Friday, August 24, 2007

Canadian visually impaired swimmer breaks world record!

Valerie Grand'Maison of Montreal broke the world record in the women's 400-metre freestyle for the visually impaired to highlight a 15-medal performance for Canadian swimmers Wednesday at the Para Pan American Games.

Canadian swimmers have claimed 22 gold, 11 silver and nine bronze after three days of competition. On Wednesday, Canada earned eight gold, five silver and two bronze.

Also Wednesday, wheelchair racer Jessica Matassa of Windsor, Ont., won two gold medals, while Kris Vriend of Edmonton and Kyle Pettey of Kingston, Ont., claimed shot put gold medals.

Grand'Maison won in a record time of four minutes and 36.51 seconds to eclipse the previous mark of 4:37.62 which had stood since 1992. Chelsey Gotell of Antigonish, N.S., won the silver in 4:57.47.

"I added the 400 freestyle this year which was a bit of a risk," said Grand'Maison, who won her third gold of the competition. "Swimming the longer distances is actually more natural for me than a 50 or 100-metre sprint. But it is hard to train both short and longer distance swims. They are very different races.

"Tonight I took it out harder than I would my 200 freestyle race and played it by ear. I felt less pressure and had fun."

In the women's 100 breaststroke for visually impaired, Kirby Cote of Winnipeg was the winner in 1:20.39 with Grand'Maison second in 1:24.77 and Jacqueline Rennebohm of Regina fourth in 1:35.80.

Canada swept the medals in the women's S9 disability category 100 freestyle with Darda Geiger of London, Ont., winning in 1:06.37, Stephanie Dixon of Victoria second in 1:06.46 and Brittany Gray of Barrie, Ont., third in 1:11.69.

Anne Polinario of Montreal led a double Canadian medal performance in the S10 freestyle with the win in 1:03.83. Jessica Hodgins of Tecumseh, Ont., was third in 1:09.24.

Andrea Cole of London, Ont., took the women's S8 200 IM in 3:12.13 while Laura Jensen of Fort St. John, B.C., was fourth missing a berth on the podium by 0.11 seconds.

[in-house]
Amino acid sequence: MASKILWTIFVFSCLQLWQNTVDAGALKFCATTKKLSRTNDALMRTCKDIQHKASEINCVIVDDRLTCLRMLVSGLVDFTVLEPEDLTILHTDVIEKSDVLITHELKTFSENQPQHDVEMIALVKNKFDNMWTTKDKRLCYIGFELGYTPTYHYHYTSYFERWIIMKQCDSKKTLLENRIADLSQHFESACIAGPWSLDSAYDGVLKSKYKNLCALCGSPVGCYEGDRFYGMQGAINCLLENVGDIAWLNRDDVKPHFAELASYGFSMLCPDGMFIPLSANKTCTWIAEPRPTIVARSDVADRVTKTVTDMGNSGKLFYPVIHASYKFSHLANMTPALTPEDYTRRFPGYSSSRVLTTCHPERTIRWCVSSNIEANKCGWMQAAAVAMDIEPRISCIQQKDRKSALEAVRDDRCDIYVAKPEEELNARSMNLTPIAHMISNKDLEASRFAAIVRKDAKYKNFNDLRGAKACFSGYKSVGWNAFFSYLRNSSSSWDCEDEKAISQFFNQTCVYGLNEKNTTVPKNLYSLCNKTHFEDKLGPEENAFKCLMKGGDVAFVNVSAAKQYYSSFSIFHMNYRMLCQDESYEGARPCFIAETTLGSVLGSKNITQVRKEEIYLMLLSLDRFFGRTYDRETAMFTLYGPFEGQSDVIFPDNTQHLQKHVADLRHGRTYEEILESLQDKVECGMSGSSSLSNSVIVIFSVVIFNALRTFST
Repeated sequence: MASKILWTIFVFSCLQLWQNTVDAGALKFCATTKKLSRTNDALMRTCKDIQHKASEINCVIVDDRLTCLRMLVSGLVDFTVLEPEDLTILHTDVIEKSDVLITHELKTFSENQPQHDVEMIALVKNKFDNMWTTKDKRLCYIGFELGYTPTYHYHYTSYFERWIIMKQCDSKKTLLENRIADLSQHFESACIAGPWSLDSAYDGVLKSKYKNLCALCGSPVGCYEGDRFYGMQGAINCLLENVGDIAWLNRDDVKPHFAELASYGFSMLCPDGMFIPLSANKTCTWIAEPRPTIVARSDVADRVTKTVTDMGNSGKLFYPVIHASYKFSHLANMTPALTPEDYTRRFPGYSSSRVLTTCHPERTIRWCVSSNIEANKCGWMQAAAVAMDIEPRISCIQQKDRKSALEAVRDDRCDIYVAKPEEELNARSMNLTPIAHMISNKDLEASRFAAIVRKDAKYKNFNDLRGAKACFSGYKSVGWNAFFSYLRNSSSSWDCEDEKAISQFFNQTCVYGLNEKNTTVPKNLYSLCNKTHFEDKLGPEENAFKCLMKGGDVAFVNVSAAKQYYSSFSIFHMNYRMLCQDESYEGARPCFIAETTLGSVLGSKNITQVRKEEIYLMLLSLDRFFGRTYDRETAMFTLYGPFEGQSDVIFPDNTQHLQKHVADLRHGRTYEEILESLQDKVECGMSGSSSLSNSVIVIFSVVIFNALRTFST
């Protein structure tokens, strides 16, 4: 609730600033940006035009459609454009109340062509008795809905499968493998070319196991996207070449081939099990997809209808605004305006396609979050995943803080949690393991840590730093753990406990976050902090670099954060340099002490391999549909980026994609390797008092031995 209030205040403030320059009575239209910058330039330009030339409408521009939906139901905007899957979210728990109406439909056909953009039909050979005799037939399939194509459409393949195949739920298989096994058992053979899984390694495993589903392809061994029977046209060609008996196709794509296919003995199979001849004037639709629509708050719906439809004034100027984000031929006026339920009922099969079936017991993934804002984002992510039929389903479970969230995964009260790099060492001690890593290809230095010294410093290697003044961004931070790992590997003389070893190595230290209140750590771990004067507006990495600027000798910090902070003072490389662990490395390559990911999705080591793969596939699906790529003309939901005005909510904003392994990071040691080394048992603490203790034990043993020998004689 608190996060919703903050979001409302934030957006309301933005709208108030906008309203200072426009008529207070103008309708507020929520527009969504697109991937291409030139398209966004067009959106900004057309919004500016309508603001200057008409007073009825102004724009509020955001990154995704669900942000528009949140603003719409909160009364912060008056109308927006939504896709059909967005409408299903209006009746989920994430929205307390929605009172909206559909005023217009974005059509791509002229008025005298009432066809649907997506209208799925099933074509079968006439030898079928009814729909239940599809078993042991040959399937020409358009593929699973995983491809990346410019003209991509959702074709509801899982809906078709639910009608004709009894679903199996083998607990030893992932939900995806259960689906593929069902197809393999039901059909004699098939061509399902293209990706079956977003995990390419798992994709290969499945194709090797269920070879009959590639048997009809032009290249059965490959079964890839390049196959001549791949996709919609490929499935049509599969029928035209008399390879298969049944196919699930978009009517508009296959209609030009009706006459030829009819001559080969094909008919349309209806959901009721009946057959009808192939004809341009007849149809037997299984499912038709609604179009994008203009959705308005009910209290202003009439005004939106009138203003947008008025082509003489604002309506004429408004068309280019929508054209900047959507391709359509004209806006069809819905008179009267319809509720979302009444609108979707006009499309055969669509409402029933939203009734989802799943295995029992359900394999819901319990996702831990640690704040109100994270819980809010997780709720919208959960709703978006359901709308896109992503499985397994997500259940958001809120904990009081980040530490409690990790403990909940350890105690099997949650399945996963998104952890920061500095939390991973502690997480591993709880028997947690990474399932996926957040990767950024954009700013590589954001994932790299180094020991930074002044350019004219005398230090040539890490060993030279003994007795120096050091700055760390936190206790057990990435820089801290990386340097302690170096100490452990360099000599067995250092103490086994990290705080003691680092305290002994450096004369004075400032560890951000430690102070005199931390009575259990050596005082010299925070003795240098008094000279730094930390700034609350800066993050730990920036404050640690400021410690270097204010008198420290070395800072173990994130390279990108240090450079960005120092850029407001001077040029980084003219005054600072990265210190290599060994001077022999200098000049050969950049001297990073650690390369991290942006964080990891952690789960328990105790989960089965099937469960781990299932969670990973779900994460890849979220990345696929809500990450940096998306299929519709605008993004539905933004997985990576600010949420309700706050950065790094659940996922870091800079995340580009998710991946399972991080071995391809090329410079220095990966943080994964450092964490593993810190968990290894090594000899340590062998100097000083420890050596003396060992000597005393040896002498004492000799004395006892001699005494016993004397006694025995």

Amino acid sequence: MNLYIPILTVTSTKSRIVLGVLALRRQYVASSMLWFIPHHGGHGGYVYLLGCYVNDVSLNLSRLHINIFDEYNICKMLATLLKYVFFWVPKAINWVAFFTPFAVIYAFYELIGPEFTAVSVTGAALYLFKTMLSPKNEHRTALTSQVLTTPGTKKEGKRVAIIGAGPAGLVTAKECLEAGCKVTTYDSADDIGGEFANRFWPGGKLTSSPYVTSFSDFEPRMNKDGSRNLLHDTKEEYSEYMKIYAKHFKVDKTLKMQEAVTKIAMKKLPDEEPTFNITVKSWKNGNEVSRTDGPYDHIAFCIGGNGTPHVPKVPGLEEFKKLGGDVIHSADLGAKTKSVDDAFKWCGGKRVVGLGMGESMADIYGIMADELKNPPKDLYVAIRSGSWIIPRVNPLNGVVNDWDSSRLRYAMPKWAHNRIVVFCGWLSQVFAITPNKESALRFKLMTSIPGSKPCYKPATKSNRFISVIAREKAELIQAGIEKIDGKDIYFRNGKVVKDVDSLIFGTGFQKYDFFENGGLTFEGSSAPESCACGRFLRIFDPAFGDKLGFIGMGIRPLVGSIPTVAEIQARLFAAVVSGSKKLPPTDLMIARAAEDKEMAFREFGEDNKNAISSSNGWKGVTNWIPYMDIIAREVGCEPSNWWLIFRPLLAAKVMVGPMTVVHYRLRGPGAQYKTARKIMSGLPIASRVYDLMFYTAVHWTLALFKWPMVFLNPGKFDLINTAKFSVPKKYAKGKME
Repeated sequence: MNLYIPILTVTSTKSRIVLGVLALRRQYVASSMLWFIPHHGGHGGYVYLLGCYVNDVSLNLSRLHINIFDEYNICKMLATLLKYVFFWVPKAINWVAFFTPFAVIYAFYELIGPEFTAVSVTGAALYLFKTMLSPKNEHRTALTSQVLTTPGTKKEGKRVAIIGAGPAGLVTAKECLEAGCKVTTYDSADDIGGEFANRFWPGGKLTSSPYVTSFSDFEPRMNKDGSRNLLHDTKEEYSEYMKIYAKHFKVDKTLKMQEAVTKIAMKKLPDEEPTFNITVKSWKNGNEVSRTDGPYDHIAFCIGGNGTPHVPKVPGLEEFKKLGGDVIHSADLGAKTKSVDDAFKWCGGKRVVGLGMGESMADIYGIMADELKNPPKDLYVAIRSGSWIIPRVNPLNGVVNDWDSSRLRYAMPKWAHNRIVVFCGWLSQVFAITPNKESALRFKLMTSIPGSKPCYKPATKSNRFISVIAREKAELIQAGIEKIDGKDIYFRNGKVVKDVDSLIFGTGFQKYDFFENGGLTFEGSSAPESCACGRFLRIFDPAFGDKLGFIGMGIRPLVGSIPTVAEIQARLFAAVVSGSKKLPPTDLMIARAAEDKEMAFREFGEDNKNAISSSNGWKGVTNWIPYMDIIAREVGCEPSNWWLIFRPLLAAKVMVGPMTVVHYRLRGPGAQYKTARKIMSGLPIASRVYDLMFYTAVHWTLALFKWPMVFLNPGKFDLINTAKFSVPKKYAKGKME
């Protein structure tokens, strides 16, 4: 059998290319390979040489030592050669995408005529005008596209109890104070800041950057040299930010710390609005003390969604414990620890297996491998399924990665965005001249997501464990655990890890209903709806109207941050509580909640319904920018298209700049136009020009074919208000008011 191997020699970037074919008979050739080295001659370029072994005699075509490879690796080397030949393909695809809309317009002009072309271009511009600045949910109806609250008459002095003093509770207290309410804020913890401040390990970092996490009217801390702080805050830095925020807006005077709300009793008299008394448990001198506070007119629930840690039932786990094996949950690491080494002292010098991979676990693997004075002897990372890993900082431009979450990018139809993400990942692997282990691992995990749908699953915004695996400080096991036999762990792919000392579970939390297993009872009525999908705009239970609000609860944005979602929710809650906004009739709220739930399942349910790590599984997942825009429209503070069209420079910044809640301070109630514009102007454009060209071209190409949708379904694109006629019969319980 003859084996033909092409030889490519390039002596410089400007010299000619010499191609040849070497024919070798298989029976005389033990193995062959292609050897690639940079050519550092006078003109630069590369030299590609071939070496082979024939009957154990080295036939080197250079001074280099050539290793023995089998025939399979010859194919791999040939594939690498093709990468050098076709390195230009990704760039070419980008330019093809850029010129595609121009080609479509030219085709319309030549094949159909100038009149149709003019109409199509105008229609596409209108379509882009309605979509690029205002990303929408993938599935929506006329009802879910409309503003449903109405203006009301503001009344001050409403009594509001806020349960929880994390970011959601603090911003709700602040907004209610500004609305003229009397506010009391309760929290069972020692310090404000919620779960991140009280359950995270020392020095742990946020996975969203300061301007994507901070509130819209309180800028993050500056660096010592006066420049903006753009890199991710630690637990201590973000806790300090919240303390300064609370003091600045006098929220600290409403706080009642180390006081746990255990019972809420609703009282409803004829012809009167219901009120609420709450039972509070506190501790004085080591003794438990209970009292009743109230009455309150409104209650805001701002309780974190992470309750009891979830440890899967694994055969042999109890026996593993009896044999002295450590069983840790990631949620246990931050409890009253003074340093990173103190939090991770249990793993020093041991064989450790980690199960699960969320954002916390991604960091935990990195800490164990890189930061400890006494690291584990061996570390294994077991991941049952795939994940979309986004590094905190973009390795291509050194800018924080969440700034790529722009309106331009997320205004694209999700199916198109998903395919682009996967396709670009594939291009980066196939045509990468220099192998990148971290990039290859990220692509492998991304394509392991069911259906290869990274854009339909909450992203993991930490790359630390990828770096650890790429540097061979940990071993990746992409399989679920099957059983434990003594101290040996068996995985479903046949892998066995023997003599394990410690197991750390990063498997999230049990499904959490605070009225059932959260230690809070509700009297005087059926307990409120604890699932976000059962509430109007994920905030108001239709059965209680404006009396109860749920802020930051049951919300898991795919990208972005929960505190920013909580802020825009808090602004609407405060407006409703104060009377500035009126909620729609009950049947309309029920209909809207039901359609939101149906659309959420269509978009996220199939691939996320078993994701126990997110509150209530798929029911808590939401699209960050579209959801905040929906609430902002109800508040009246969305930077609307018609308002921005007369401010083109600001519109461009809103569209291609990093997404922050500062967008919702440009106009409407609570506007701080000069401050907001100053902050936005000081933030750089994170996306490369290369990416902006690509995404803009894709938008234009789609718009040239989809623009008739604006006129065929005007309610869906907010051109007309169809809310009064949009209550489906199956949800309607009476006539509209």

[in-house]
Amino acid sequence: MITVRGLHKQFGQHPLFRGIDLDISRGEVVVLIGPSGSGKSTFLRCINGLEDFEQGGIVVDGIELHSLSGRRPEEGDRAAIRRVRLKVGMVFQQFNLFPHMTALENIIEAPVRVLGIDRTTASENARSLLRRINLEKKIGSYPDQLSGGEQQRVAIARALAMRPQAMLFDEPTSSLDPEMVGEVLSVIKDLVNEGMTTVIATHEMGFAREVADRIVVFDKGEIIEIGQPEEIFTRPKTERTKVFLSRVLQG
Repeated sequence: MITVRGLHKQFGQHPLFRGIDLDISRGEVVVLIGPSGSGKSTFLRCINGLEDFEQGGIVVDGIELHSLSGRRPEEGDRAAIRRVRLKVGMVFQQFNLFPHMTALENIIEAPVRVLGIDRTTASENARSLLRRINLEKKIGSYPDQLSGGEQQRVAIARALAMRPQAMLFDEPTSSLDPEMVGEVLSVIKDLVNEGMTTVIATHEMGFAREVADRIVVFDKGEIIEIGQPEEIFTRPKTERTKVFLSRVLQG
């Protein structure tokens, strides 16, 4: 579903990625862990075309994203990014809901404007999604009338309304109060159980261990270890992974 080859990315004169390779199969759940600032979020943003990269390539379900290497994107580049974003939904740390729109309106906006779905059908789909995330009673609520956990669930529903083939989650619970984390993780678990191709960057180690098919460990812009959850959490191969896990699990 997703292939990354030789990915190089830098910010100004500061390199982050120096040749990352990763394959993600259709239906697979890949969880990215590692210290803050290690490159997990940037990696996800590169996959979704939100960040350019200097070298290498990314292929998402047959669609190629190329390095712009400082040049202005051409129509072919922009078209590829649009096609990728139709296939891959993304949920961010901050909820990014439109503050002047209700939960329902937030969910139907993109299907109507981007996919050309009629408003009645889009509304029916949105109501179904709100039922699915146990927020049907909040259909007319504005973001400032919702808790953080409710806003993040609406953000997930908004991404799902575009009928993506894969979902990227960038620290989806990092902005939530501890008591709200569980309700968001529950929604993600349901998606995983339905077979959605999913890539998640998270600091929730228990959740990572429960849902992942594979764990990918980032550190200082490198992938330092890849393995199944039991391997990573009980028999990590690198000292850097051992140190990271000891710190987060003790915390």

Other winners were Donovan Tildesley of Vancouver in the 100 butterfly for visually impaired, Drew Christensen of New Westminster, B.C., in the S8 200 IM and the women's 4x100 medley relay with Dixon, Katarina Roxon of Stephenville, N.L., Gray and Cole.

Devin Gotell of Antigonish won silver in the 400 freestyle for visually impaired. Benoit Huot of Montreal was second in the S10 100 freestyle in 53.60. Andre Esteves of Brazil won the race in a world record 52.35.
Brad Sales of London, Ont., and Andrew Haley of Toronto were fifth and ninth in the S9 100 freestyle.

In the women's 200-metre wheelchair race for paraplegics, Matassa won the gold medal in 31.24 seconds with Gloria Sanchez Alcantar of Mexico second in 31.77 and Yazmith Bataz Carballo of Mexico third in 32.43.

In the women's 800 wheelchair race, Matassa prevailed again in 1:56.72 with Ariadne Hernandez Rodriguez of Mexico second in 2:03.31 and Evelyn Enciso Cervantes of Mexico third in 2:11.78.
"They were both satisfying wins," said Matassa. "In the 200 I had been stalled at 31.9 for awhile so I wanted to break out of that. And for the 800, that was fastest time without drafting on another racer. I don't think I've ever gone under 1:59 on my own."

In the men's shot put for athletes with CP, Pettey won the gold with a 9.87 metre toss on his third of six attempts which broke his previous Canadian record of 9.23. Robert Hughes of Mississauga, Ont., was second and Carlos Leon of the U.S., third.

"The win feels amazing," said Pettey. "It's the first time I've been on the top of the podium at a major Games and heard the anthem played for me. It's a big confidence boost for the Paralympics next year but I still have a lot of work to do."

In the women's shot put for cerebral palsy athletes, Vriend was the winner with a 7.73 metre toss achieved on her fifth of six throws. Shirlene Coelho of Brazil was second and Perla Munoz of Argentina third.

"That was my best throw at an international competition in three years," said Vriend. "In that way, it was good. But it wasn't near my personal best. I was confident that I could win the competition, and my throws just got better and better in each round."

In the women's 100 dash for amputees, Stefanie Reid of Kingston, Ont., was fourth and Andrea Holmes of Vancouver fifth. The final was a combined disability class and Reid and Holmes ranked second and third in their class.

Barry Phelan of Wingham, Ont., qualified for the 100 final for CP athletes ranking second overall in the semis with a time of 12.71.


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